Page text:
Ekin-Su Cülcüloğlu and Davide Sanclimenti have been named the winning couple of Love Island 2022, after a tumultuous journey on the show.

The Turkish actress from Essex, 27, and Italian business owner, also 27, won over viewers with their fiery but passionate relationship and became firm fan favourites, even being dubbed ‘Mum and Dad’ by many Twitter users.

As they declared their love for one another in the traditional end of season vows, Cülcüloğlu said: "It’s been a hell of a ride for us. They say Rome wasn’t built in a day and neither were we. I love being together. The Turkish Delight and the Italian Stallion, perfect for one another. You are my soulmate."

Lovely sentiments, sure, but is looking for your ‘soulmate’ actually a good thing in the search for love? Many relationship experts say no – and here’s why….

It creates too much pressure

Jessica Alderson, co-founder and relationship expert at So Syncd believes that the idea of ‘soulmates’ can be toxic.

"You can end up putting too much pressure on the relationship and setting unrealistic expectations," she says. "It’s normal for couples to disagree and to have to work on things. The concept of a soulmate can imply that your relationship should be perfect and harmonious at all times but this just isn’t realistic."

Instead of pushing to find someone who immediately feels like 'the one', you might find more happiness giving potential relationships the energy to grow and develop.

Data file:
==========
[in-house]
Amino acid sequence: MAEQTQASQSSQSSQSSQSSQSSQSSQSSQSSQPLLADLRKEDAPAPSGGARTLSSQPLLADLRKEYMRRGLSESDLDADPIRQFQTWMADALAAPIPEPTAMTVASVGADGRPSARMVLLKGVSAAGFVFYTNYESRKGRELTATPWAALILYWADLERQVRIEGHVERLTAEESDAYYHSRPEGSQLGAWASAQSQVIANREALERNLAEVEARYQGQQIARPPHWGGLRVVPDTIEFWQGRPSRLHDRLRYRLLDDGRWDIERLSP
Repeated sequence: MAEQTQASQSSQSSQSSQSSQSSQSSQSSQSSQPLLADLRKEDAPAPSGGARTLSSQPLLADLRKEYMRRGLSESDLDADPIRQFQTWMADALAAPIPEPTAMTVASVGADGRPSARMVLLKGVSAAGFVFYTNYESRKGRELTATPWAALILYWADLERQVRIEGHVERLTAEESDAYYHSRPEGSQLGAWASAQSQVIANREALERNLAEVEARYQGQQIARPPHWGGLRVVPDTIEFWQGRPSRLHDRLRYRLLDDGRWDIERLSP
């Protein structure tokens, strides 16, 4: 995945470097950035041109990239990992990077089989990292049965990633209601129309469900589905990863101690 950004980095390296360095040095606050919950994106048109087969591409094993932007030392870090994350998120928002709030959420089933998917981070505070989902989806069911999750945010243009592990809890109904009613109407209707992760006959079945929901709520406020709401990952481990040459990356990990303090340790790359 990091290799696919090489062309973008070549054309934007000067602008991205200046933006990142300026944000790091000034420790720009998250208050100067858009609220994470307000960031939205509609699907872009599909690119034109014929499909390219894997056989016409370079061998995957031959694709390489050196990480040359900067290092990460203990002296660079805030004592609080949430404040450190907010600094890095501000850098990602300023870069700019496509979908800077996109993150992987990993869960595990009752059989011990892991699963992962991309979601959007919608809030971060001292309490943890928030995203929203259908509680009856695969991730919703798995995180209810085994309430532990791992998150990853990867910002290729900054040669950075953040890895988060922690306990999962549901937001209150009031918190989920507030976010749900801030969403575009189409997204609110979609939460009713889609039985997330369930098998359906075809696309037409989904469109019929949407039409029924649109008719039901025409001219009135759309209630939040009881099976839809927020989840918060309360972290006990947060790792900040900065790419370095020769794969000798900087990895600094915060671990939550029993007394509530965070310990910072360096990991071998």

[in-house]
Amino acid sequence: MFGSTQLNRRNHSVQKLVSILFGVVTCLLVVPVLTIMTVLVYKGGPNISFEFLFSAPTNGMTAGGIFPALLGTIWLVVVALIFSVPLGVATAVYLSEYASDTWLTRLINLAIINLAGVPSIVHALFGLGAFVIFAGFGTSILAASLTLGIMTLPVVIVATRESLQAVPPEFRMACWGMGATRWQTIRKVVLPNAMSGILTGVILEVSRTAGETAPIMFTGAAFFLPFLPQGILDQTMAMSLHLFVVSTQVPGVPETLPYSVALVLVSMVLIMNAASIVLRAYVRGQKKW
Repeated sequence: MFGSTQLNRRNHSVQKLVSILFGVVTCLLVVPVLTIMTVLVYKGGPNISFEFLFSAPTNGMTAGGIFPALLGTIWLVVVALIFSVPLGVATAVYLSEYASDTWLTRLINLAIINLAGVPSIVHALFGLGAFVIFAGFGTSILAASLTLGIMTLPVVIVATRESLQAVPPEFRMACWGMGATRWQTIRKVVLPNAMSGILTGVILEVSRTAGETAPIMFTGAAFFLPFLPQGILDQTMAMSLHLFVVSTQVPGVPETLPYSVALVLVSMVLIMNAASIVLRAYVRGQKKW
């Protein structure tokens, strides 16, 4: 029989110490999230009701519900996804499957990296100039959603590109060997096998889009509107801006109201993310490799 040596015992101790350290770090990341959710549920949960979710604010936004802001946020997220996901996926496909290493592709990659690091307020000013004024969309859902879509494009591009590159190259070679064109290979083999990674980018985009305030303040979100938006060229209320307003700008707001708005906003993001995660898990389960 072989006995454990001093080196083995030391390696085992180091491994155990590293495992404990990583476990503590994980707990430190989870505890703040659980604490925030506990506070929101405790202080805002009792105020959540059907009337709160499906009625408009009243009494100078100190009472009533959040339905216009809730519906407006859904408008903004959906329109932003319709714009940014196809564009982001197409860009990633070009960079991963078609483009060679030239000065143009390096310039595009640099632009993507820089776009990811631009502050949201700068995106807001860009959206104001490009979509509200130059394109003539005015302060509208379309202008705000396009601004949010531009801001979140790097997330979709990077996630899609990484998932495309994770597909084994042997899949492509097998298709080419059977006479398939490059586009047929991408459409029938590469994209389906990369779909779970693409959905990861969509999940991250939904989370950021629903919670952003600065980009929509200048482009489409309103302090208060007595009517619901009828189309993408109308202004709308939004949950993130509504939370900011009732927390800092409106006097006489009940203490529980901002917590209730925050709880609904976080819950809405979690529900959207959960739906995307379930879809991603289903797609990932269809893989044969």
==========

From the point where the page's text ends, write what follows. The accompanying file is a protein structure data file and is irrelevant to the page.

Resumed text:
Season 11 Everybody Say Love GIF by RuPaul's Drag Race - Find & Share on GIPHY

You may lower your standards for the wrong person

Problems arise if you think you’ve found your ‘soulmate’ and you put them on a peddestool. It can make you blind to red flags or ignore issues that crop up and need addressing.

"You can end up overly focusing on your ‘soulmate’ which can result in you lowering your standards," says Alderson. "It isn’t healthy to think that a single person is your only route to true love because if you are in this mindset, you are far more likely to struggle to set healthy boundaries which means you can end up putting up with behaviours that make you unhappy."

It can be all consuming

If all you want is to find your ‘other half’, you might be missing out on some other, pretty amazing, parts of life.

Alderson agrees: "If you are set on finding your ‘soulmate’, you can miss out on other opportunities in life, whether it’s spending time with friends, working on your passions, or dating other people who might be more compatible. Like with everything, there’s a healthy balance to be found.

"It’s completely natural to want to feel a romantic connection but you shouldn’t obsess over finding the ‘perfect’ person. If you get too hung up on this, you are setting yourself up for disappointment.

"It’s much better to approach dating from a mindset of wanting to have fun and get to know the other person. If you are too focused on a specific outcome, you’ll struggle to relax and, as a result, you’ll find it harder to build deep connections."

You miss out on a whole world of variety

There is a lot of merit in exploring the dating pool and meeting different sorts of people – purely to see where it may take us.

"There is a lot we can learn from dating lots of different types of people. It can help us to understand our own preferences and what we are looking for in a partner," says Alderson. "It’s common for people to think that they are looking for certain traits when it comes to dating but they usually find that not all of them are as important as they expected.

"There are people who thought they could never date someone with certain characteristics but, after getting to know them, they find that they aren’t as big of a deal as they thought."

Instead, focus on the fun of dating, she advises.

"Aim to have fun rather than find your soulmate. It’s a win-win situation. When you approach dating with the mindset of wanting to have fun, not only will you have more enjoyable experiences, but you’ll also be more attractive to others."